Multi-American | How immigrants are redefining 'American' in Southern California

The coverage gap when people of color go missing

A poster seeking information on Rilya Wilson, a young Miami girl who has been missing since 2001
A poster seeking information on Rilya Wilson, a young Miami girl who has been missing since 2001
Photo by David Friedman/Getty Images News

A post several months ago titled "Why you’ve heard of Caylee, but not Brisenia or Marchella" explored the dramatic disparity in news coverage when it comes to missing or murdered children, as well as adults. Cases involving white victims - particularly young, attractive white women - make national headlines and tabloid talk shows. The same can't be said for people of color, adults or children, who meet a similar fate.

Multi-American's sister blog DCentric in Washington, D.C. has a post addressing this disparity that is tied to the premiere of "Find Our Missing," a new television show dedicated to missing African Americans that encourages viewers to come forward with information. Put together with collaboration from the nonprofit Black and Missing, the show will kick off featuring the cases of Pamela Butler and Unique Harris, two black Washington, D.C.-area women who have disappeared. From the DCentric post:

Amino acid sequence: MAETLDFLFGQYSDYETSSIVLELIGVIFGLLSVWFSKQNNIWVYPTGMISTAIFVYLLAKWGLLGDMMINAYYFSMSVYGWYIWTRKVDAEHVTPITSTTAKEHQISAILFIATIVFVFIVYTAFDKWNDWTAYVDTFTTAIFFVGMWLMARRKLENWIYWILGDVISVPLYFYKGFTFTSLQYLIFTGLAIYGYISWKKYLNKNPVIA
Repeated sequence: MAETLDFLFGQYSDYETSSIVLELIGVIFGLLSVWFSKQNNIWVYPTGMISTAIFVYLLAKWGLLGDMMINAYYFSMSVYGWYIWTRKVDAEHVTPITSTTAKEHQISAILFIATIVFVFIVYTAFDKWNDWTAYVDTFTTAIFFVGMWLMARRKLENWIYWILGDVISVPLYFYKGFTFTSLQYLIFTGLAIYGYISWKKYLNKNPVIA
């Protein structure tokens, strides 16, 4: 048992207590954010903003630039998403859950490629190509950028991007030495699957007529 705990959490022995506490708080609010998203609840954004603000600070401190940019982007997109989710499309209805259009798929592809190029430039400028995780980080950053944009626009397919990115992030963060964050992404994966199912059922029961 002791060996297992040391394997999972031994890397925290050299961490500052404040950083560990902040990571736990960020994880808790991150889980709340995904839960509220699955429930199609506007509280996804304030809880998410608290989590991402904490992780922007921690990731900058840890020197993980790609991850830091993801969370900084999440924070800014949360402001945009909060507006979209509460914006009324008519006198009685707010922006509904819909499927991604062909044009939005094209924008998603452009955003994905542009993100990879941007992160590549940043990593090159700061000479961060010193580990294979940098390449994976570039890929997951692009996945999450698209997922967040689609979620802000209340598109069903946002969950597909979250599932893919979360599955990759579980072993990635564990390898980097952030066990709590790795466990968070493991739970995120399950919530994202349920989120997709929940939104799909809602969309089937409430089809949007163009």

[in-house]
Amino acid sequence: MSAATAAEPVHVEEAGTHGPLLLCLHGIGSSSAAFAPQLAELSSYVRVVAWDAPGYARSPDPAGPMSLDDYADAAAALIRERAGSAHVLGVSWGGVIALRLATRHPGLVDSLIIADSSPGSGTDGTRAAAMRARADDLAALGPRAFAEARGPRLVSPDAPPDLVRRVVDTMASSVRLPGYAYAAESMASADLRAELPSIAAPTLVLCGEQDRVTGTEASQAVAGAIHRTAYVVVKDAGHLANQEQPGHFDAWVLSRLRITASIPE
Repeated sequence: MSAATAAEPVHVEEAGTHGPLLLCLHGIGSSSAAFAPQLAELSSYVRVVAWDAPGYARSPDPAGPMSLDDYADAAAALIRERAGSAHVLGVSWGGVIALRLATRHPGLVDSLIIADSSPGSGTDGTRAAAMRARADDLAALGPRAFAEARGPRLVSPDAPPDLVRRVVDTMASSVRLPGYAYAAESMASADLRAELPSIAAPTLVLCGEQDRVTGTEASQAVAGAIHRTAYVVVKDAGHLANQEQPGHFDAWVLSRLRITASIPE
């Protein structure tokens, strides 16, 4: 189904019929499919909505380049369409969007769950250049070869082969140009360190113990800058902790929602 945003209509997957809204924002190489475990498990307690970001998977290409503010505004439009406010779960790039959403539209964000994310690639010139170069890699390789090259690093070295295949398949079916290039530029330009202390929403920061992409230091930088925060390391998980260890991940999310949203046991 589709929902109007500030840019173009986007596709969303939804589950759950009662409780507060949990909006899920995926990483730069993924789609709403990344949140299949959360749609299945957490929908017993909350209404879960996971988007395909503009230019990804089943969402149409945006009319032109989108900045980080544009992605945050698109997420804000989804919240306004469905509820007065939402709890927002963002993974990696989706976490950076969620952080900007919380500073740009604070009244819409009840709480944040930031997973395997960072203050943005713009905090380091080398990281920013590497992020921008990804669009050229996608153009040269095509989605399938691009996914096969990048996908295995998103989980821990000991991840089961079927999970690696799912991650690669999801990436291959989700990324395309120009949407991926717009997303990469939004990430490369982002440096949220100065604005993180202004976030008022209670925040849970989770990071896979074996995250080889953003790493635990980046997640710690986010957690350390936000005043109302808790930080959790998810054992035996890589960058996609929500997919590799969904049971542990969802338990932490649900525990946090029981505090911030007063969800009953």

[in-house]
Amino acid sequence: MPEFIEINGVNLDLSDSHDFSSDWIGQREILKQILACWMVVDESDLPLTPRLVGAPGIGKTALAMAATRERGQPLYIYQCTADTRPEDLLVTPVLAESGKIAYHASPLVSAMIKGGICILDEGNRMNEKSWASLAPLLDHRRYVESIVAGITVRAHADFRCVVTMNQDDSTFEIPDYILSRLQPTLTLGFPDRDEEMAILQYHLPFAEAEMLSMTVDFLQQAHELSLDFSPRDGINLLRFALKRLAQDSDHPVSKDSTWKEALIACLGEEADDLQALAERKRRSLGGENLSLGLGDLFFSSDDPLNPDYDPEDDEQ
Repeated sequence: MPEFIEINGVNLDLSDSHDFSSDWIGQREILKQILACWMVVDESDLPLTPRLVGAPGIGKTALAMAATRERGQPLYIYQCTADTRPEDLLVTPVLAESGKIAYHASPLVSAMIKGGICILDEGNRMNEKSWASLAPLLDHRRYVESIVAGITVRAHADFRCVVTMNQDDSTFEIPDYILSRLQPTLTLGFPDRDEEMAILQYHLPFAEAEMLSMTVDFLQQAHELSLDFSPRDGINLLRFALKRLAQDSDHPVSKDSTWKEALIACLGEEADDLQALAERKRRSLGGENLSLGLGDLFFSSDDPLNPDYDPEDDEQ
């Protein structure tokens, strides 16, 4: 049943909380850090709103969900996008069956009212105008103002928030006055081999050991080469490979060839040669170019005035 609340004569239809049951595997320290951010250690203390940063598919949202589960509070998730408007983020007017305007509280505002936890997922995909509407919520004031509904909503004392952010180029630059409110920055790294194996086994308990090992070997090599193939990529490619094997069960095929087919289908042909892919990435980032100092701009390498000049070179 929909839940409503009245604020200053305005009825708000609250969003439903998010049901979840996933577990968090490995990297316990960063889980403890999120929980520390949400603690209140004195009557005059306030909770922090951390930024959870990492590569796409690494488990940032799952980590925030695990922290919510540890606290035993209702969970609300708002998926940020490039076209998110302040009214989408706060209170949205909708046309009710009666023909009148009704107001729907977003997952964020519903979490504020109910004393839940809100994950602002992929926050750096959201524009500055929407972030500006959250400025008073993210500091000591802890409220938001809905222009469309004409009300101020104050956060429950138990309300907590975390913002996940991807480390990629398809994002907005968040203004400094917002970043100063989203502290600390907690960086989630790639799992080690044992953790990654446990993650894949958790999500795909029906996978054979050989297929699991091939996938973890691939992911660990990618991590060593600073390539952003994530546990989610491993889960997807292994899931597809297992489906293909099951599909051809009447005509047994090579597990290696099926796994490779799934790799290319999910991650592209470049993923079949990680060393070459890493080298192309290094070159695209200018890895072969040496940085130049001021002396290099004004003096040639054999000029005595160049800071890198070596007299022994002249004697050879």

Particularly when it comes to national news, cases of missing white women tend to get more attention than people of other races. The problem extends beyond not adequately covering minority communities; media coverage and attention can be crucial in solving cases of missing persons.

Why does there tend to be such a coverage gap? In Multi-American's Q&A post in July, Poynter Institute faculty member and media ethics expert Kelly McBride dissected the role that race and ethnicity play in how these cases are reported in the media. Her answers were candid and at times unsettling. An excerpt from one:
It’s possible that the people making decisions in newsrooms have a default assumption about what’s normal (functional) and not normal (dysfunctional) for white families. And it’s possible that they have a default assumption about families of color that are the opposite of what they assume for white families. Maybe some of that is true or all of it is true. But it plays into how editors make news judgments.

The complete interview can be read here.